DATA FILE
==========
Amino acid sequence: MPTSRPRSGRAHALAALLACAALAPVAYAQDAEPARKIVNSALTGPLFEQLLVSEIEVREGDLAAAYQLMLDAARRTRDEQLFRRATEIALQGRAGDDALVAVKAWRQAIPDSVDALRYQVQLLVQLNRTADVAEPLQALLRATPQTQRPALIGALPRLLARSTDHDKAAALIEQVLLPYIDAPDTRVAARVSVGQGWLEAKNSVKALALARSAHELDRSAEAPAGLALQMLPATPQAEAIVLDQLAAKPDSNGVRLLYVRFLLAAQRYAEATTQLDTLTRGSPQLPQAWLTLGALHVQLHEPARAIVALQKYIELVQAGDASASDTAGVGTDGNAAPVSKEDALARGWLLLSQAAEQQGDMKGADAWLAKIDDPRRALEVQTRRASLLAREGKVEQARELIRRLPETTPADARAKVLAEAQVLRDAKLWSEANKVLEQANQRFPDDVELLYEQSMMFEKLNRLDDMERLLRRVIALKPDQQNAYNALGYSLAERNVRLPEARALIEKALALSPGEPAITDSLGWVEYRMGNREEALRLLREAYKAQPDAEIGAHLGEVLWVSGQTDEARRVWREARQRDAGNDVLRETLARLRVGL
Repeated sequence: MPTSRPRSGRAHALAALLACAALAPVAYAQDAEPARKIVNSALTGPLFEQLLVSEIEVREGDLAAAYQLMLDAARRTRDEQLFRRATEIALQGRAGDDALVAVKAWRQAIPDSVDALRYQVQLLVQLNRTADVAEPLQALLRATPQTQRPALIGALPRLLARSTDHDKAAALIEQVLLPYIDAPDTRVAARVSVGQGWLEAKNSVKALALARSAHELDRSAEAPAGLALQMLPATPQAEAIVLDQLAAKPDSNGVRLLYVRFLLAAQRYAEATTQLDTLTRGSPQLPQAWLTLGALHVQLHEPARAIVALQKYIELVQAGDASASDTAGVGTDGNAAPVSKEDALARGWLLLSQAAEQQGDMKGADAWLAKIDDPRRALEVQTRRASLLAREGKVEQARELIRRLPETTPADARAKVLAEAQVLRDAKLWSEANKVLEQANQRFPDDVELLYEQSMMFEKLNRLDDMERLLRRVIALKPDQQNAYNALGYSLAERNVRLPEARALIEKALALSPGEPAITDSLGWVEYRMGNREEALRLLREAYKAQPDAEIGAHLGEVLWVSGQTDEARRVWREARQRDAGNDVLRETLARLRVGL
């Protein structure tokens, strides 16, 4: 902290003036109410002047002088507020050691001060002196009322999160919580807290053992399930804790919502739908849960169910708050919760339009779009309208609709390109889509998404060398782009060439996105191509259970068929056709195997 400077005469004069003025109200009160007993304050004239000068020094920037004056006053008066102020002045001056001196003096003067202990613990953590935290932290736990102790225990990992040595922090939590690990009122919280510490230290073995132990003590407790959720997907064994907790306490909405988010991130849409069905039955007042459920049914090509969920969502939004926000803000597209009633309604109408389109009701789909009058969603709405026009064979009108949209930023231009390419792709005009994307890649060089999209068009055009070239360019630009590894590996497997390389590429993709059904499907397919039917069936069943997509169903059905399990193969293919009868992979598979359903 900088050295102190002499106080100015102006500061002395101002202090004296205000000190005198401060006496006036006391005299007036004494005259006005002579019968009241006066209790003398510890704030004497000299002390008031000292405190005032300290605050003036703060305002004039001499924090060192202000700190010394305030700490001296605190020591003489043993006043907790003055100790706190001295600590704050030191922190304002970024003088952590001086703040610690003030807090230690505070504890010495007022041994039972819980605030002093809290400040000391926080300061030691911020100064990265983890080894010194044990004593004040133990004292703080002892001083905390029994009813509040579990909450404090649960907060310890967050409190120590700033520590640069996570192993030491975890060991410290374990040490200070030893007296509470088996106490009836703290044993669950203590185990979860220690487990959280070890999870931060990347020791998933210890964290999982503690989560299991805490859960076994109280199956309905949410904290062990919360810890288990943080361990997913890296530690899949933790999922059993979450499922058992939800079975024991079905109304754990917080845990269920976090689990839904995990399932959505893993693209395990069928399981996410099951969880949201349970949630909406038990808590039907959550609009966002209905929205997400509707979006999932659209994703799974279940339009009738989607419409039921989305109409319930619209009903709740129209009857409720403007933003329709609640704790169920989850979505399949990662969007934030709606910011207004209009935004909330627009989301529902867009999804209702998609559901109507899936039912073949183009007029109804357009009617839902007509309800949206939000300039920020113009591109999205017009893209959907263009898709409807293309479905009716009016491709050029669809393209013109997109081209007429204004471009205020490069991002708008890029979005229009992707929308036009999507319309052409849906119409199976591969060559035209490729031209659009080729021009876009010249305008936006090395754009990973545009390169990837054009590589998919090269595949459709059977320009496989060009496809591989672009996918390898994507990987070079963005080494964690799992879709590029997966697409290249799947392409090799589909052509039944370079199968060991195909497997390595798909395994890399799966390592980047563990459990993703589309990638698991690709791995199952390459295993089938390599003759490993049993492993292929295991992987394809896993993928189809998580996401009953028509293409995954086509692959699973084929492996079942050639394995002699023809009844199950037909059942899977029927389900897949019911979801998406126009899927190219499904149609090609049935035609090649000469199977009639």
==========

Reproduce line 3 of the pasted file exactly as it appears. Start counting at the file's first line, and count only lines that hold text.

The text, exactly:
């Protein structure tokens, strides 16, 4: 902290003036109410002047002088507020050691001060002196009322999160919580807290053992399930804790919502739908849960169910708050919760339009779009309208609709390109889509998404060398782009060439996105191509259970068929056709195997 400077005469004069003025109200009160007993304050004239000068020094920037004056006053008066102020002045001056001196003096003067202990613990953590935290932290736990102790225990990992040595922090939590690990009122919280510490230290073995132990003590407790959720997907064994907790306490909405988010991130849409069905039955007042459920049914090509969920969502939004926000803000597209009633309604109408389109009701789909009058969603709405026009064979009108949209930023231009390419792709005009994307890649060089999209068009055009070239360019630009590894590996497997390389590429993709059904499907397919039917069936069943997509169903059905399990193969293919009868992979598979359903 900088050295102190002499106080100015102006500061002395101002202090004296205000000190005198401060006496006036006391005299007036004494005259006005002579019968009241006066209790003398510890704030004497000299002390008031000292405190005032300290605050003036703060305002004039001499924090060192202000700190010394305030700490001296605190020591003489043993006043907790003055100790706190001295600590704050030191922190304002970024003088952590001086703040610690003030807090230690505070504890010495007022041994039972819980605030002093809290400040000391926080300061030691911020100064990265983890080894010194044990004593004040133990004292703080002892001083905390029994009813509040579990909450404090649960907060310890967050409190120590700033520590640069996570192993030491975890060991410290374990040490200070030893007296509470088996106490009836703290044993669950203590185990979860220690487990959280070890999870931060990347020791998933210890964290999982503690989560299991805490859960076994109280199956309905949410904290062990919360810890288990943080361990997913890296530690899949933790999922059993979450499922058992939800079975024991079905109304754990917080845990269920976090689990839904995990399932959505893993693209395990069928399981996410099951969880949201349970949630909406038990808590039907959550609009966002209905929205997400509707979006999932659209994703799974279940339009009738989607419409039921989305109409319930619209009903709740129209009857409720403007933003329709609640704790169920989850979505399949990662969007934030709606910011207004209009935004909330627009989301529902867009999804209702998609559901109507899936039912073949183009007029109804357009009617839902007509309800949206939000300039920020113009591109999205017009893209959907263009898709409807293309479905009716009016491709050029669809393209013109997109081209007429204004471009205020490069991002708008890029979005229009992707929308036009999507319309052409849906119409199976591969060559035209490729031209659009080729021009876009010249305008936006090395754009990973545009390169990837054009590589998919090269595949459709059977320009496989060009496809591989672009996918390898994507990987070079963005080494964690799992879709590029997966697409290249799947392409090799589909052509039944370079199968060991195909497997390595798909395994890399799966390592980047563990459990993703589309990638698991690709791995199952390459295993089938390599003759490993049993492993292929295991992987394809896993993928189809998580996401009953028509293409995954086509692959699973084929492996079942050639394995002699023809009844199950037909059942899977029927389900897949019911979801998406126009899927190219499904149609090609049935035609090649000469199977009639």